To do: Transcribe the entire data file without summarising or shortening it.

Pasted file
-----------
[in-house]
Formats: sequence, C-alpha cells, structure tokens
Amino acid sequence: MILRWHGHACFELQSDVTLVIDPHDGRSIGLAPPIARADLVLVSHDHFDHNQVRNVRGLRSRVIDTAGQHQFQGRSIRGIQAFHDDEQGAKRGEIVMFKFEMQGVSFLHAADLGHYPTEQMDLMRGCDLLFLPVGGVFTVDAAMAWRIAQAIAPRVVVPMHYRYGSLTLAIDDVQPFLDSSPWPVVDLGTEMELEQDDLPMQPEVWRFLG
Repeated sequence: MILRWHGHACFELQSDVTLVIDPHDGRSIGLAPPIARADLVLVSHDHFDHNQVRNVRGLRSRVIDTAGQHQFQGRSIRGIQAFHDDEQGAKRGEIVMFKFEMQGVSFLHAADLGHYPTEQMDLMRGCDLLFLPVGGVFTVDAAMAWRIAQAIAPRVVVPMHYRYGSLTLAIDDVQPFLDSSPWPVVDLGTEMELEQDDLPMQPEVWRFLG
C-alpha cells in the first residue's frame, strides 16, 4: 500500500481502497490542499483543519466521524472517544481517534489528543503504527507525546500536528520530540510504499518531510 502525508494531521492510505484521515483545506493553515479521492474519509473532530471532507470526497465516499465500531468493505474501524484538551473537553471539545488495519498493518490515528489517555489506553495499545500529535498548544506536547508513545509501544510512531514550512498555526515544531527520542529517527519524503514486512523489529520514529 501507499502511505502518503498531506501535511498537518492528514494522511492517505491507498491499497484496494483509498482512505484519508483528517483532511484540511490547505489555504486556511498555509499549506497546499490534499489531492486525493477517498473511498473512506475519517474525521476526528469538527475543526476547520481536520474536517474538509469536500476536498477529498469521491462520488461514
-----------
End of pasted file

[in-house]
Formats: sequence, C-alpha cells, structure tokens
Amino acid sequence: MILRWHGHACFELQSDVTLVIDPHDGRSIGLAPPIARADLVLVSHDHFDHNQVRNVRGLRSRVIDTAGQHQFQGRSIRGIQAFHDDEQGAKRGEIVMFKFEMQGVSFLHAADLGHYPTEQMDLMRGCDLLFLPVGGVFTVDAAMAWRIAQAIAPRVVVPMHYRYGSLTLAIDDVQPFLDSSPWPVVDLGTEMELEQDDLPMQPEVWRFLG
Repeated sequence: MILRWHGHACFELQSDVTLVIDPHDGRSIGLAPPIARADLVLVSHDHFDHNQVRNVRGLRSRVIDTAGQHQFQGRSIRGIQAFHDDEQGAKRGEIVMFKFEMQGVSFLHAADLGHYPTEQMDLMRGCDLLFLPVGGVFTVDAAMAWRIAQAIAPRVVVPMHYRYGSLTLAIDDVQPFLDSSPWPVVDLGTEMELEQDDLPMQPEVWRFLG
C-alpha cells in the first residue's frame, strides 16, 4: 500500500481502497490542499483543519466521524472517544481517534489528543503504527507525546500536528520530540510504499518531510 502525508494531521492510505484521515483545506493553515479521492474519509473532530471532507470526497465516499465500531468493505474501524484538551473537553471539545488495519498493518490515528489517555489506553495499545500529535498548544506536547508513545509501544510512531514550512498555526515544531527520542529517527519524503514486512523489529520514529 501507499502511505502518503498531506501535511498537518492528514494522511492517505491507498491499497484496494483509498482512505484519508483528517483532511484540511490547505489555504486556511498555509499549506497546499490534499489531492486525493477517498473511498473512506475519517474525521476526528469538527475543526476547520481536520474536517474538509469536500476536498477529498469521491462520488461514